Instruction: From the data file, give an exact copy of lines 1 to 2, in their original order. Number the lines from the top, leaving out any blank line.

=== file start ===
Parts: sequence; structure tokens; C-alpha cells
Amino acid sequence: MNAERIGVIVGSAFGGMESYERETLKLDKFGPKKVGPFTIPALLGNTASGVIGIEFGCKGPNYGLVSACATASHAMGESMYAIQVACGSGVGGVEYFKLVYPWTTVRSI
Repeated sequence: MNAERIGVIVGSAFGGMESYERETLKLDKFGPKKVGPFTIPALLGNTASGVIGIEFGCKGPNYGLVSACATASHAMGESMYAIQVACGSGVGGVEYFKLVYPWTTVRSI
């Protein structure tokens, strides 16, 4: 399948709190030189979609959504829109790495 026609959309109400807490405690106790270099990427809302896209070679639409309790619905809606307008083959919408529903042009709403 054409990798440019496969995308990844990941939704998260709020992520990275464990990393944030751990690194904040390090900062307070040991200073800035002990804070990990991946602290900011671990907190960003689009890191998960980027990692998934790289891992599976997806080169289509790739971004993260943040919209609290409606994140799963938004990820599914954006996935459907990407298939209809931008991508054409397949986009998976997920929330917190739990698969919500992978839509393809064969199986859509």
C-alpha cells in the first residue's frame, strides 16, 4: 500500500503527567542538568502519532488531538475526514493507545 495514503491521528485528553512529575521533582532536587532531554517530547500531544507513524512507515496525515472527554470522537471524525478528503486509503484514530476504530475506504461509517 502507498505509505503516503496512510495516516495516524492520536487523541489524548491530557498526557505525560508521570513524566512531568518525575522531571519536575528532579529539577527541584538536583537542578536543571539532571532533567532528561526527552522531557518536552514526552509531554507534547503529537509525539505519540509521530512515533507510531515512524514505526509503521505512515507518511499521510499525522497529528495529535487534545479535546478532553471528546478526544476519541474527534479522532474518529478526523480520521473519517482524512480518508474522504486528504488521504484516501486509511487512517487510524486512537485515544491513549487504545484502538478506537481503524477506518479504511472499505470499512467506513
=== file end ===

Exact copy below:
Parts: sequence; structure tokens; C-alpha cells
Amino acid sequence: MNAERIGVIVGSAFGGMESYERETLKLDKFGPKKVGPFTIPALLGNTASGVIGIEFGCKGPNYGLVSACATASHAMGESMYAIQVACGSGVGGVEYFKLVYPWTTVRSI